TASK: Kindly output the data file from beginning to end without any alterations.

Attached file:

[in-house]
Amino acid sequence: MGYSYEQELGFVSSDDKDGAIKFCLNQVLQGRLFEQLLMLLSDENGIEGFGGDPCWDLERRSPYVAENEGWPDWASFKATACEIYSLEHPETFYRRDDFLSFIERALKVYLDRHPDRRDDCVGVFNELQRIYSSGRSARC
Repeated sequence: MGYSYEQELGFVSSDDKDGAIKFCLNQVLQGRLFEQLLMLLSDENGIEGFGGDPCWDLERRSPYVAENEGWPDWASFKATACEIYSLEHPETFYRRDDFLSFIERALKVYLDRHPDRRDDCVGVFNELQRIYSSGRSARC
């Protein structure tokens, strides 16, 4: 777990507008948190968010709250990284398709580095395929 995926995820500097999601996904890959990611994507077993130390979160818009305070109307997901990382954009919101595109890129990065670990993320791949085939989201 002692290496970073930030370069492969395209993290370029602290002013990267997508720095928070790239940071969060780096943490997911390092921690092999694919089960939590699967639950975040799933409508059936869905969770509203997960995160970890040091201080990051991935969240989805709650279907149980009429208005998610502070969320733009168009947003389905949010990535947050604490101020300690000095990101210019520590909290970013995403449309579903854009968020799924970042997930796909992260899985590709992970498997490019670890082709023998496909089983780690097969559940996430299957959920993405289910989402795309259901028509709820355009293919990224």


[in-house]
Amino acid sequence: MGYSYEQELGFVSSDDKDGAIKFCLNQVLQGRLFEQLLMLLSDENGIEGFGGDPCWDLERRSPYVAENEGWPDWASFKATACEIYSLEHPETFYRRDDFLSFIERALKVYLDRHPDRRDDCVGVFNELQRIYSSGRSARC
Repeated sequence: MGYSYEQELGFVSSDDKDGAIKFCLNQVLQGRLFEQLLMLLSDENGIEGFGGDPCWDLERRSPYVAENEGWPDWASFKATACEIYSLEHPETFYRRDDFLSFIERALKVYLDRHPDRRDDCVGVFNELQRIYSSGRSARC
């Protein structure tokens, strides 16, 4: 777990507008948190968010709250990284398709580095395929 995926995820500097999601996904890959990611994507077993130390979160818009305070109307997901990382954009919101595109890129990065670990993320791949085939989201 002692290496970073930030370069492969395209993290370029602290002013990267997508720095928070790239940071969060780096943490997911390092921690092999694919089960939590699967639950975040799933409508059936869905969770509203997960995160970890040091201080990051991935969240989805709650279907149980009429208005998610502070969320733009168009947003389905949010990535947050604490101020300690000095990101210019520590909290970013995403449309579903854009968020799924970042997930796909992260899985590709992970498997490019670890082709023998496909089983780690097969559940996430299957959920993405289910989402795309259901028509709820355009293919990224």